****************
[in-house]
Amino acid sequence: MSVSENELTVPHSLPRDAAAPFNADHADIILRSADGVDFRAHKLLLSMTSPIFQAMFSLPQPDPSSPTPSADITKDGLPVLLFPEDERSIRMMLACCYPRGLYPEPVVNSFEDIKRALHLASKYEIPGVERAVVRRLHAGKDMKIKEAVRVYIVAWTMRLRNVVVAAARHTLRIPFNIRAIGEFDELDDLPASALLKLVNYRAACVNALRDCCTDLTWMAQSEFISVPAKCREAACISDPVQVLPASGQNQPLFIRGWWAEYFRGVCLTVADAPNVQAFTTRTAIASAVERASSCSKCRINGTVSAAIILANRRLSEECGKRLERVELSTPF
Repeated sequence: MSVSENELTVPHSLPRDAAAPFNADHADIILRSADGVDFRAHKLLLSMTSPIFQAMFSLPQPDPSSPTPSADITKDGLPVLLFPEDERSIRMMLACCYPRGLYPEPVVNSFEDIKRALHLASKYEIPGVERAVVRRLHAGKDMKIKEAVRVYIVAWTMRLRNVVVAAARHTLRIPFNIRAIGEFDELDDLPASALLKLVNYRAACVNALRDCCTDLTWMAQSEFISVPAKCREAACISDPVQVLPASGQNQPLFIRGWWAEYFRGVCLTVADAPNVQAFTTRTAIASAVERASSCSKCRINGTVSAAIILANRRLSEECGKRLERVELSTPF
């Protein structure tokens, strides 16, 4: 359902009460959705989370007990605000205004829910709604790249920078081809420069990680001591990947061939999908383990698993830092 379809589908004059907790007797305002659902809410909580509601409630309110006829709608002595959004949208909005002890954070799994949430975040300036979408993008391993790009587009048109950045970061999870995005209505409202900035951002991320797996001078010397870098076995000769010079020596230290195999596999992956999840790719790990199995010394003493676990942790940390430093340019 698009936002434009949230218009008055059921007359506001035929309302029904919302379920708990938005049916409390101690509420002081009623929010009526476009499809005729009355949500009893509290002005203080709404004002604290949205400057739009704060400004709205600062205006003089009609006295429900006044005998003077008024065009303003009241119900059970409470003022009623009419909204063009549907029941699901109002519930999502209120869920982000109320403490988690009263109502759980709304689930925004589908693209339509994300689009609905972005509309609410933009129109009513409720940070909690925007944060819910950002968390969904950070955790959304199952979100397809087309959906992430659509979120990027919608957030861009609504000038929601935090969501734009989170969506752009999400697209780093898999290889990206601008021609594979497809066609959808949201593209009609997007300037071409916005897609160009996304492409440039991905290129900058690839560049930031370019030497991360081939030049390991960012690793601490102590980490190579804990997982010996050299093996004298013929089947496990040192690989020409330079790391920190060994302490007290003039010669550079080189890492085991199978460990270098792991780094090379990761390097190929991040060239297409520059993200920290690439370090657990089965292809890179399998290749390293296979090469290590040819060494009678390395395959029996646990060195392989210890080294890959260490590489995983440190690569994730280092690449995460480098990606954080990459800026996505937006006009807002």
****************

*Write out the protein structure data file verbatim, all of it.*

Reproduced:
[in-house]
Amino acid sequence: MSVSENELTVPHSLPRDAAAPFNADHADIILRSADGVDFRAHKLLLSMTSPIFQAMFSLPQPDPSSPTPSADITKDGLPVLLFPEDERSIRMMLACCYPRGLYPEPVVNSFEDIKRALHLASKYEIPGVERAVVRRLHAGKDMKIKEAVRVYIVAWTMRLRNVVVAAARHTLRIPFNIRAIGEFDELDDLPASALLKLVNYRAACVNALRDCCTDLTWMAQSEFISVPAKCREAACISDPVQVLPASGQNQPLFIRGWWAEYFRGVCLTVADAPNVQAFTTRTAIASAVERASSCSKCRINGTVSAAIILANRRLSEECGKRLERVELSTPF
Repeated sequence: MSVSENELTVPHSLPRDAAAPFNADHADIILRSADGVDFRAHKLLLSMTSPIFQAMFSLPQPDPSSPTPSADITKDGLPVLLFPEDERSIRMMLACCYPRGLYPEPVVNSFEDIKRALHLASKYEIPGVERAVVRRLHAGKDMKIKEAVRVYIVAWTMRLRNVVVAAARHTLRIPFNIRAIGEFDELDDLPASALLKLVNYRAACVNALRDCCTDLTWMAQSEFISVPAKCREAACISDPVQVLPASGQNQPLFIRGWWAEYFRGVCLTVADAPNVQAFTTRTAIASAVERASSCSKCRINGTVSAAIILANRRLSEECGKRLERVELSTPF
């Protein structure tokens, strides 16, 4: 359902009460959705989370007990605000205004829910709604790249920078081809420069990680001591990947061939999908383990698993830092 379809589908004059907790007797305002659902809410909580509601409630309110006829709608002595959004949208909005002890954070799994949430975040300036979408993008391993790009587009048109950045970061999870995005209505409202900035951002991320797996001078010397870098076995000769010079020596230290195999596999992956999840790719790990199995010394003493676990942790940390430093340019 698009936002434009949230218009008055059921007359506001035929309302029904919302379920708990938005049916409390101690509420002081009623929010009526476009499809005729009355949500009893509290002005203080709404004002604290949205400057739009704060400004709205600062205006003089009609006295429900006044005998003077008024065009303003009241119900059970409470003022009623009419909204063009549907029941699901109002519930999502209120869920982000109320403490988690009263109502759980709304689930925004589908693209339509994300689009609905972005509309609410933009129109009513409720940070909690925007944060819910950002968390969904950070955790959304199952979100397809087309959906992430659509979120990027919608957030861009609504000038929601935090969501734009989170969506752009999400697209780093898999290889990206601008021609594979497809066609959808949201593209009609997007300037071409916005897609160009996304492409440039991905290129900058690839560049930031370019030497991360081939030049390991960012690793601490102590980490190579804990997982010996050299093996004298013929089947496990040192690989020409330079790391920190060994302490007290003039010669550079080189890492085991199978460990270098792991780094090379990761390097190929991040060239297409520059993200920290690439370090657990089965292809890179399998290749390293296979090469290590040819060494009678390395395959029996646990060195392989210890080294890959260490590489995983440190690569994730280092690449995460480098990606954080990459800026996505937006006009807002």